How do you look at the current state of collaborative fiction?
Well, collaboration is common and has been there for writing textbooks, management, science books. However, it is sparse and rare across the globe for fiction writing because of the reason mentioned earlier.
Interestingly, Bollywood has managed this quite well; we have seen collaboration in script writing, lyrics and music composition. It is doable. The basic premise is that all have to give up their individual egos and own the product ‘together’ and with that feeling the development happens. In India, to our knowledge, currently we are the only collaborative fiction authors.
Compared to your last two novels where the four of you had the liberty to physically meet and brainstorm ideas, ‘Café Morgan’ was mostly written during the pandemic with you all stationed at different places. How challenging was it?
We did miss each other’s company and our escapes and vacations, but it did not have much impact on ‘Café Morgan’. We had the plot and end product sorted in our mind and as told earlier, we have cracked the method to collaboratively develop the fiction. So lockdown was not an issue; the development of the book was like any other professional work carried out remotely. In a way, the lockdown helped with it – ‘Café Morgan’ was our go-to in the time of distress. We argued, fought, bickered and laughed over the zoom calls. And we continued to write and develop it. And, we have succeeded… it’s out in the hand of our readers, all developed remotely.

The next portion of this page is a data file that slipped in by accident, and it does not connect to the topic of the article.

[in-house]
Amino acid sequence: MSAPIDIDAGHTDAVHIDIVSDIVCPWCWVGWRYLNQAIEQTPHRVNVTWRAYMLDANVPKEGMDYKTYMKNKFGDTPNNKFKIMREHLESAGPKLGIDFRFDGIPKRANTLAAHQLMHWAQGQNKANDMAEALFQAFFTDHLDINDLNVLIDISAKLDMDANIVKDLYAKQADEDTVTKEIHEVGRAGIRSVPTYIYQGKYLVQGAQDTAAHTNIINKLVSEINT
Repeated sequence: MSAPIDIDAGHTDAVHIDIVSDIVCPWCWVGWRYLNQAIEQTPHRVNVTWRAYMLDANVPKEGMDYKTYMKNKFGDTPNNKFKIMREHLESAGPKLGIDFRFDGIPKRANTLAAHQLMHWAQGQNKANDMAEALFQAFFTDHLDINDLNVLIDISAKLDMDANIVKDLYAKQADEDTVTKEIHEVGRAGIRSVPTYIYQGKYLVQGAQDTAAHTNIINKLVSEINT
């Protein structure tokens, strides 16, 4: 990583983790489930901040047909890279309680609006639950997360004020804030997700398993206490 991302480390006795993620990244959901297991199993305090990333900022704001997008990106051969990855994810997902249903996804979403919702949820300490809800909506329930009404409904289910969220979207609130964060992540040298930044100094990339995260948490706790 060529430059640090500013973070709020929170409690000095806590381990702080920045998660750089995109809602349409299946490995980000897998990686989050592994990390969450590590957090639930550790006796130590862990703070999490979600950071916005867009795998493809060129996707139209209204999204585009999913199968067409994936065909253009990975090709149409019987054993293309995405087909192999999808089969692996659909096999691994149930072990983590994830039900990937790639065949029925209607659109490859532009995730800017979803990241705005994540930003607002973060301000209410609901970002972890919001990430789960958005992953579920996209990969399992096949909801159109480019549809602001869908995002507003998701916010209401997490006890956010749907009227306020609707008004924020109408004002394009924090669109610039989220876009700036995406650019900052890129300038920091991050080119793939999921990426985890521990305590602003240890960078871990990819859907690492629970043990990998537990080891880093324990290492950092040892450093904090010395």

Does Cafe Morgan share any thematic similarities with ‘Triptease’ and ‘Mooncircles’?
Yes and no. It is of an entirely different genre. ‘Café Morgan’ is a spy thriller and a historical fiction, whereas the earlier ones were mystery thrillers. Similar to ‘Triptease’ and ‘Mooncircles’, this one is also fast paced and full of unexpected twist, turns and has support of real life incidents (albeit fictionalized) to make it more interesting.
Are you open to film and series adaptations of your novels? Do you have anything specific in mind pertaining to the same?
Yes, we are open to our work being converted to appropriate reel form. In fact, our readers of previous books have said that they are keen to see the stories in cinematic form. And we are hearing the same for ‘Café Morgan’ from our early readers.
‘Café Morgan’ is just apt for that. It has a wide span of 50 years. It has all the elements that a screen adaptation would require—multi-cultural, multinational characters, romance, passion, relationships, tears, accidents, separation, death, revenge, politics, patriotism, thrill, action, etc.
What are your upcoming writing projects?
We have started to define the plot and characters of the next book. But I can’t say much at this time except that it will be again a thriller for sure.
(Cover: S&G Escapes – Bharti and Sunil Girdhar with Nalin and Aparna Singh)